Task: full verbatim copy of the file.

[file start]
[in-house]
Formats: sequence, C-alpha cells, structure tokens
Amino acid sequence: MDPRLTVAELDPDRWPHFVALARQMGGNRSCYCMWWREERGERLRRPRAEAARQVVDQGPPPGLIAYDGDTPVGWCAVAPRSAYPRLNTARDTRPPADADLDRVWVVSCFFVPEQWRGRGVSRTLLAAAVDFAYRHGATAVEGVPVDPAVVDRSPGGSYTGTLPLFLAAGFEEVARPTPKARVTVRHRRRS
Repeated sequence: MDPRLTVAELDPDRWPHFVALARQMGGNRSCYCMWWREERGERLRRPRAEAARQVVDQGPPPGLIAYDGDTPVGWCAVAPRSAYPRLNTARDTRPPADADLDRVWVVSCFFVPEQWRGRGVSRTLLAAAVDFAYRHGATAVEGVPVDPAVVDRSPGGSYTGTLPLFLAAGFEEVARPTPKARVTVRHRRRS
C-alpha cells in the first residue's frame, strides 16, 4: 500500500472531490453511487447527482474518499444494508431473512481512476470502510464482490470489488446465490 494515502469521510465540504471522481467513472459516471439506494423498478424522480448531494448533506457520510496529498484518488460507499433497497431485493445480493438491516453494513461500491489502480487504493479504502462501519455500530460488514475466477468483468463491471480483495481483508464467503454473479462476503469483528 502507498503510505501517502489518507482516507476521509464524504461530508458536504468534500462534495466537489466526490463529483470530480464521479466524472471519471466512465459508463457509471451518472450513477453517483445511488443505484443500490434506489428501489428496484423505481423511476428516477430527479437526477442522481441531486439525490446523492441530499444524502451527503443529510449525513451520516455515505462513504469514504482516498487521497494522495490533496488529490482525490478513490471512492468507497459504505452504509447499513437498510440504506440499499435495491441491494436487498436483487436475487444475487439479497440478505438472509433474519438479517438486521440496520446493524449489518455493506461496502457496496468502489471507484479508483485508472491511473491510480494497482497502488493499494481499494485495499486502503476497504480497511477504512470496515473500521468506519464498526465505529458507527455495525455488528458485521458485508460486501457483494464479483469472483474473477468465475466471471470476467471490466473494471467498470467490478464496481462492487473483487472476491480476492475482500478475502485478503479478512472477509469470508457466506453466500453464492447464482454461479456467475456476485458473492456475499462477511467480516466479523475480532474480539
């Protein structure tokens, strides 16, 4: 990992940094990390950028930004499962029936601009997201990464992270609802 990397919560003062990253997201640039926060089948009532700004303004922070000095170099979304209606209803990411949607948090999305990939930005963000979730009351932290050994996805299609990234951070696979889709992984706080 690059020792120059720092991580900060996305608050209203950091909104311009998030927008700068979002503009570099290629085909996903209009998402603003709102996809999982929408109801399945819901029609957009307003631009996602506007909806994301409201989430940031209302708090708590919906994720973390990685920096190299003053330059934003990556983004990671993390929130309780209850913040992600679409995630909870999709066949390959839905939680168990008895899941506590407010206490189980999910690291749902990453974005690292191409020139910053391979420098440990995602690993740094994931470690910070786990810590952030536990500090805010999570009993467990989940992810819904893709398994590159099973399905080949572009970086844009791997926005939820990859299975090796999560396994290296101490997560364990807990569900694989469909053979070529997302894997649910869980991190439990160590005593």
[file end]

[in-house]
Formats: sequence, C-alpha cells, structure tokens
Amino acid sequence: MDPRLTVAELDPDRWPHFVALARQMGGNRSCYCMWWREERGERLRRPRAEAARQVVDQGPPPGLIAYDGDTPVGWCAVAPRSAYPRLNTARDTRPPADADLDRVWVVSCFFVPEQWRGRGVSRTLLAAAVDFAYRHGATAVEGVPVDPAVVDRSPGGSYTGTLPLFLAAGFEEVARPTPKARVTVRHRRRS
Repeated sequence: MDPRLTVAELDPDRWPHFVALARQMGGNRSCYCMWWREERGERLRRPRAEAARQVVDQGPPPGLIAYDGDTPVGWCAVAPRSAYPRLNTARDTRPPADADLDRVWVVSCFFVPEQWRGRGVSRTLLAAAVDFAYRHGATAVEGVPVDPAVVDRSPGGSYTGTLPLFLAAGFEEVARPTPKARVTVRHRRRS
C-alpha cells in the first residue's frame, strides 16, 4: 500500500472531490453511487447527482474518499444494508431473512481512476470502510464482490470489488446465490 494515502469521510465540504471522481467513472459516471439506494423498478424522480448531494448533506457520510496529498484518488460507499433497497431485493445480493438491516453494513461500491489502480487504493479504502462501519455500530460488514475466477468483468463491471480483495481483508464467503454473479462476503469483528 502507498503510505501517502489518507482516507476521509464524504461530508458536504468534500462534495466537489466526490463529483470530480464521479466524472471519471466512465459508463457509471451518472450513477453517483445511488443505484443500490434506489428501489428496484423505481423511476428516477430527479437526477442522481441531486439525490446523492441530499444524502451527503443529510449525513451520516455515505462513504469514504482516498487521497494522495490533496488529490482525490478513490471512492468507497459504505452504509447499513437498510440504506440499499435495491441491494436487498436483487436475487444475487439479497440478505438472509433474519438479517438486521440496520446493524449489518455493506461496502457496496468502489471507484479508483485508472491511473491510480494497482497502488493499494481499494485495499486502503476497504480497511477504512470496515473500521468506519464498526465505529458507527455495525455488528458485521458485508460486501457483494464479483469472483474473477468465475466471471470476467471490466473494471467498470467490478464496481462492487473483487472476491480476492475482500478475502485478503479478512472477509469470508457466506453466500453464492447464482454461479456467475456476485458473492456475499462477511467480516466479523475480532474480539
């Protein structure tokens, strides 16, 4: 990992940094990390950028930004499962029936601009997201990464992270609802 990397919560003062990253997201640039926060089948009532700004303004922070000095170099979304209606209803990411949607948090999305990939930005963000979730009351932290050994996805299609990234951070696979889709992984706080 690059020792120059720092991580900060996305608050209203950091909104311009998030927008700068979002503009570099290629085909996903209009998402603003709102996809999982929408109801399945819901029609957009307003631009996602506007909806994301409201989430940031209302708090708590919906994720973390990685920096190299003053330059934003990556983004990671993390929130309780209850913040992600679409995630909870999709066949390959839905939680168990008895899941506590407010206490189980999910690291749902990453974005690292191409020139910053391979420098440990995602690993740094994931470690910070786990810590952030536990500090805010999570009993467990989940992810819904893709398994590159099973399905080949572009970086844009791997926005939820990859299975090796999560396994290296101490997560364990807990569900694989469909053979070529997302894997649910869980991190439990160590005593």